AI Movie Restoration: Scarlett O’Hara HD

With convolutional neural networks and state-of-the-art image recognition techniques it is possible to make old movie classics shine again. Neural networks polish the image, reduce the noise, and apply colors to the aged images.

The first movies were created in the late nineteenth century with celluloid photographic film used in conjunction with motion picture cameras.

Skip ahead to 2018, when the global movie industry was worth $41.7 billion globally. Serving entertainment, cultural and social purposes, films are a hugely important heritage to protect. And that’s not always easy. Especially considering the fact that modern movies are produced and screened digitally, with the technology of celluloid tape fading into obsolescence.

Challenges in Film Preservation

The challenge and importance of preserving the cultural heritage of old movies has been underscored by numerous organizations including the European Commission, which noted that a lack of proper devices to play aging technology on could make it impossible to watch old films.

With restoring film, the first challenge is to remove distortions. Classics are usually recorded in low resolution while the original tapes are obviously aged and filled with noise and cracks. Also, the transition process from celluloid tape to digital format usually damages the material and results in the loss of quality.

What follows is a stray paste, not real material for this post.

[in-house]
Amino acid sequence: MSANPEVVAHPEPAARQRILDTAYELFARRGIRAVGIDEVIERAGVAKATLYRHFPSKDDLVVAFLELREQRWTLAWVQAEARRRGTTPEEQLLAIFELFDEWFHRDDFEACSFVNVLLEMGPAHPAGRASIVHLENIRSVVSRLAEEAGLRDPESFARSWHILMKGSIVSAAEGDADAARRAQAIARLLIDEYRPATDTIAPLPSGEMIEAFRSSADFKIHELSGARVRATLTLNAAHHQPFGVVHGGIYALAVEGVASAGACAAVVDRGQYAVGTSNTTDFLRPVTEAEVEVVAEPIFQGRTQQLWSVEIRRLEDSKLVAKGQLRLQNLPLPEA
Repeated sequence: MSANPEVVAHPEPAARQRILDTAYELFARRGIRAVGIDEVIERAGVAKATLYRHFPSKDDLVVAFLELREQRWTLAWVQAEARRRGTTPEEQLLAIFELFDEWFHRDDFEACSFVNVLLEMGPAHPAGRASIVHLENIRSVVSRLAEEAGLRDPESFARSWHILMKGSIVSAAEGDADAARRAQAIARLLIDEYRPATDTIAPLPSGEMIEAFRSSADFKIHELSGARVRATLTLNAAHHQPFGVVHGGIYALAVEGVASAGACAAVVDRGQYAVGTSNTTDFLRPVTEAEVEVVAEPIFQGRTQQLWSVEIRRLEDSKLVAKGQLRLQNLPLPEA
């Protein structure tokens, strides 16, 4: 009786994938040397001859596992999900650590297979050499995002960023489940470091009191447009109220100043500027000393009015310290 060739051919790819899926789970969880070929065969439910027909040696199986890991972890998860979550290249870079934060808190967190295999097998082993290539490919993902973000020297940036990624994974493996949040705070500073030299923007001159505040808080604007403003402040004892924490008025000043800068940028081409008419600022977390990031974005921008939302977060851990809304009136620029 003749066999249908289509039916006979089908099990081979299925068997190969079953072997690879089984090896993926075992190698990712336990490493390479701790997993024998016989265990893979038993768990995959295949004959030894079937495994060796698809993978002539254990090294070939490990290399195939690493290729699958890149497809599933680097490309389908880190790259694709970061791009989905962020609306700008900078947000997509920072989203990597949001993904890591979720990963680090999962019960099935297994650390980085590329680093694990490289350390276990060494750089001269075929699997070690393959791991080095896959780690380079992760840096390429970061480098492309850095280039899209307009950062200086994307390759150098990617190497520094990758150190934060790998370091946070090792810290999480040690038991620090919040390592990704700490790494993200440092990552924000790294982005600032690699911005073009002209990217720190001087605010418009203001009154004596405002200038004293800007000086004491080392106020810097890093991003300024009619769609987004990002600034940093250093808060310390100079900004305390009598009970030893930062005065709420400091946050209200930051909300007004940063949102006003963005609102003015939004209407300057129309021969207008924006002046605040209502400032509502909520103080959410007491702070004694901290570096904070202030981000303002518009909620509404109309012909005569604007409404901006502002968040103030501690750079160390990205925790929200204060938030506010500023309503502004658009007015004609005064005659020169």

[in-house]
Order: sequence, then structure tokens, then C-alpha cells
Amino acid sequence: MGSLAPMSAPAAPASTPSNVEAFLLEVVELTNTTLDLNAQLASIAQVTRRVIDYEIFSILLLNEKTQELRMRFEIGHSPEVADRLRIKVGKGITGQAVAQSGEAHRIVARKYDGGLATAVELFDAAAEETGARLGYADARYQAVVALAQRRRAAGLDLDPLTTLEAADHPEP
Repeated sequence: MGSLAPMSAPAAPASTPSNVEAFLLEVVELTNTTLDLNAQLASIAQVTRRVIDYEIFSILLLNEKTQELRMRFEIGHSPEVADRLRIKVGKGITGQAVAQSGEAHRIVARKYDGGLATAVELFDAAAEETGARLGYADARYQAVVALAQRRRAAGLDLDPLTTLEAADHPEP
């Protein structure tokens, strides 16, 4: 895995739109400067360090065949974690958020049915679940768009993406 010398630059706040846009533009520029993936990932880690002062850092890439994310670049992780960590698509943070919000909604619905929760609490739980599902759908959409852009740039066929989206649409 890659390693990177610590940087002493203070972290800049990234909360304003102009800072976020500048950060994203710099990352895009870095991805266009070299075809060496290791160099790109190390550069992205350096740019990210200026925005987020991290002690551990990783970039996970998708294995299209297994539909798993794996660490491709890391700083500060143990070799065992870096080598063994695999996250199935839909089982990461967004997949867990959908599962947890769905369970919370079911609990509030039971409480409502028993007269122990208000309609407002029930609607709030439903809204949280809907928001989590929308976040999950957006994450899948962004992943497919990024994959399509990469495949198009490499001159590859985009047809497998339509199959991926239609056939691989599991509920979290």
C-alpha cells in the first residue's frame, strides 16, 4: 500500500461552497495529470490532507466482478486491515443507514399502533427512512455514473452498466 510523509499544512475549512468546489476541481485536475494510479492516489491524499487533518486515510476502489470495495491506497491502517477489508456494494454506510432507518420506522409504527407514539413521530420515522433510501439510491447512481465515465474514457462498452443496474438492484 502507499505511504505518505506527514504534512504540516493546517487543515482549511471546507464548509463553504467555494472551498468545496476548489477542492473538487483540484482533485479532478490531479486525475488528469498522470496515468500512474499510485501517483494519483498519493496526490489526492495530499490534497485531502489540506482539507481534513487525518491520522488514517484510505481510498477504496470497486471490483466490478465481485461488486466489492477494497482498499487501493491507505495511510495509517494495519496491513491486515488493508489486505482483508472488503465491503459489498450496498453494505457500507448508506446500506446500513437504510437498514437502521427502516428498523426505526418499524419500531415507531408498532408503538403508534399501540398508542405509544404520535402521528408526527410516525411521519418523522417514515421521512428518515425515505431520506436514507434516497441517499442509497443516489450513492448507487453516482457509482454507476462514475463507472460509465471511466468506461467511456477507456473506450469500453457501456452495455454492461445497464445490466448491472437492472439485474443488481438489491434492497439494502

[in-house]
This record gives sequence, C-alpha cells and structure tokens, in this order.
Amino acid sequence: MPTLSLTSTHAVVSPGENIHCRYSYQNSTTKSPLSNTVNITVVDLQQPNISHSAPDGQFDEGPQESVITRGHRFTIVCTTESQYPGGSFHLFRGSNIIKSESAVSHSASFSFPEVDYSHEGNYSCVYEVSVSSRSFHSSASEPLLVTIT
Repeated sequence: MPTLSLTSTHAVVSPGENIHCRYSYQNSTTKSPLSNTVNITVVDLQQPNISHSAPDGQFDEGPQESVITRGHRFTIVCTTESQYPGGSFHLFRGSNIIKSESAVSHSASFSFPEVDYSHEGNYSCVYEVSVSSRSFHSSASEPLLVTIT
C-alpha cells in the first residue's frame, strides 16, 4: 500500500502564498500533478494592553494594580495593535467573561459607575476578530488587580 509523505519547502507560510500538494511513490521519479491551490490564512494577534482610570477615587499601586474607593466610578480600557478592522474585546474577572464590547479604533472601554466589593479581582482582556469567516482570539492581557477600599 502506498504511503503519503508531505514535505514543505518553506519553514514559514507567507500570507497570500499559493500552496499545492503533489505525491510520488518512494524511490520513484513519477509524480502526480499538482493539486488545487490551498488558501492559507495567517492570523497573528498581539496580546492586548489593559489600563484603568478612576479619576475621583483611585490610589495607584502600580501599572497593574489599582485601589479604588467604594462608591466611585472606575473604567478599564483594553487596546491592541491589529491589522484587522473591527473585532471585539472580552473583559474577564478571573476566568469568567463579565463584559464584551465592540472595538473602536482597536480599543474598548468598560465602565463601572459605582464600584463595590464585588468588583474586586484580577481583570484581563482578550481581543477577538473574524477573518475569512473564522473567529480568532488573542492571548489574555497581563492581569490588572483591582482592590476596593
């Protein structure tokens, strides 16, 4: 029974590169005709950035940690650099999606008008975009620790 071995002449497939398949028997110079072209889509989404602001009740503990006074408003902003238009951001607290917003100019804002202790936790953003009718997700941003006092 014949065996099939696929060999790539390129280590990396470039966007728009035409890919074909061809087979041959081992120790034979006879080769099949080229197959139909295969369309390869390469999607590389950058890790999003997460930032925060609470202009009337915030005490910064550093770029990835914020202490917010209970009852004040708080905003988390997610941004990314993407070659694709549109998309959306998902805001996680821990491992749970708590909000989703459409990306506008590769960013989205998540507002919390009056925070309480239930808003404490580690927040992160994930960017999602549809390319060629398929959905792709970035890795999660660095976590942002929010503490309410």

By using AI-driven solutions, specifically supervised learning techniques,’s team removed the cracks and black spots from the digitized version of a film. The model we produced uses deep neural networks trained on a movie with cracks and flaws added manually for training purposes. Having some films in original and broken form, the system learned to remove the flaws. An example of generated noise put on the classic Polish movie “Rejs” and the neural network’s output is displayed here.

The example clearly shows that our neural network can process and restore even a thoroughly damaged source material and make it shine again. The networks start to produce low-quality predictions when the images are so darkened and blurred that the human eye can barely recognize people in the film.

How to Convert Really Old Movies Into HD